After the design has been synthesized, run Compile and then Place-and-Route tools. CoreFIR requires no
special place-and-route settings.
CoreFIR v8.6 Handbook
63
List of Changes
The following table shows important changes made in this document for each revision.
Date
Change
Page
March 2015
Updated the document for v8.6.
N/A
January 2014
Updated the document for v8.5.
N/A
May 2013
Updated Supported Families section (SAR 47945).
March 2013
6
Updated Table 12, Table 13, Table 18, Table 20, and Table 22 (SAR 47945).
N/A
Updated Data Path Bit Width section (SAR 47945)
53
Updated the document for v8.3.
N/A
CoreFIR v8.6 Handbook
65
Product Support
Microsemi SoC Products Group backs its products with various support services, including Customer
Service, Customer Technical Support Center, a website, electronic mail, and worldwide sales offices. This
appendix contains information about contacting Microsemi SoC Products Group and using these support
services.
Customer Service
Contact Customer Service for non-technical product support, such as product pricing, product upgrades,
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From North America, call 800.262.1060
From the rest of the world, call 650.318.4460
Fax, from anywhere in the world 650. 318.8044
Customer Technical Support Center
Microsemi SoC Products Group staffs its Customer Technical Support Center with highly skilled engineers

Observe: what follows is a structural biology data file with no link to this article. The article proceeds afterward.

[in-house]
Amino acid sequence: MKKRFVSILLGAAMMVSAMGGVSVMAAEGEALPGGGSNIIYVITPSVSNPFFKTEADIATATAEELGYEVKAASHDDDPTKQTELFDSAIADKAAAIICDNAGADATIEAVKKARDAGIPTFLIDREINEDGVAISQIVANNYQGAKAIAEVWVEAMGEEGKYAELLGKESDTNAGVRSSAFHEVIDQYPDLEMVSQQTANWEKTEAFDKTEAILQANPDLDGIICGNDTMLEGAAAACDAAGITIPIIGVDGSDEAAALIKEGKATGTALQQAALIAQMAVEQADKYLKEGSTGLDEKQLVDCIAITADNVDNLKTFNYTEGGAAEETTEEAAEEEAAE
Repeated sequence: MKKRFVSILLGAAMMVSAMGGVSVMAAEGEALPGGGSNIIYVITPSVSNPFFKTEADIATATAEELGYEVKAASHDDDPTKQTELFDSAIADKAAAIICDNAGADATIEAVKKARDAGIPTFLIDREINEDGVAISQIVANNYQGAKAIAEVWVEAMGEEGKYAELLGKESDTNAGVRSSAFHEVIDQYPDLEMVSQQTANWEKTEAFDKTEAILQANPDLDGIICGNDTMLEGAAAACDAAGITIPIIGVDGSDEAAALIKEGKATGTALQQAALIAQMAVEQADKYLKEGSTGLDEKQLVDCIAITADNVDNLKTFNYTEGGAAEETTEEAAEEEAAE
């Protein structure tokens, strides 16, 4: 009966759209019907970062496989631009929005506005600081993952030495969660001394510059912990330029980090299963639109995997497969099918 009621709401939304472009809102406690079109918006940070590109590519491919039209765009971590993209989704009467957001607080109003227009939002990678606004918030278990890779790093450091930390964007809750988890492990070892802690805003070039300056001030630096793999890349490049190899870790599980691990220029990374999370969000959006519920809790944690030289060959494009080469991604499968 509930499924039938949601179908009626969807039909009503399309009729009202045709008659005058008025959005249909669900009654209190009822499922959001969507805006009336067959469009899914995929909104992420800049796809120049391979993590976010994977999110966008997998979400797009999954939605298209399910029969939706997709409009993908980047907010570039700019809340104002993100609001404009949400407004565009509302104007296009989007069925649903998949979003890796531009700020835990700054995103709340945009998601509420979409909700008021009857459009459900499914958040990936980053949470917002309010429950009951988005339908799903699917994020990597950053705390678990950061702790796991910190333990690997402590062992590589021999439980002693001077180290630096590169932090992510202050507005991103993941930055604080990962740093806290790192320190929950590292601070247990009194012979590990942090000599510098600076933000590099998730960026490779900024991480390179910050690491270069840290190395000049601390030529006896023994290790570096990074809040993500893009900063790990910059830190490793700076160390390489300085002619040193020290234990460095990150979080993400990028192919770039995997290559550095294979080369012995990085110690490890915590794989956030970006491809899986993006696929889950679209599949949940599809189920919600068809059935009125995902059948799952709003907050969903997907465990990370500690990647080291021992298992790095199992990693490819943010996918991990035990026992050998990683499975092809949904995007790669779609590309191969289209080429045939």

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Technical Support
For Microsemi SoC Products
support/fpga-soc-support.
Support,
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http://www.microsemi.com/products/fpga-soc/design-
Website
You can browse a variety of technical and non-technical information on the Microsemi SoC Products Group
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Contacting the Customer Technical Support Center
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Email
You can communicate your technical questions to our email address and receive answers back by email,
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The technical support email address is [email protected]
My Cases
Microsemi SoC Products Group customers may submit and track technical cases online by going to My
Cases.
CoreFIR v8.6 Handbook
67
Product Support
Outside the U.S.
Customers needing assistance outside the US time zones can either contact technical support via email
([email protected]) or contact a local sales office. Sales office listings can be found at
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ITAR Technical Support
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68
CoreFIR v8.6 Handbook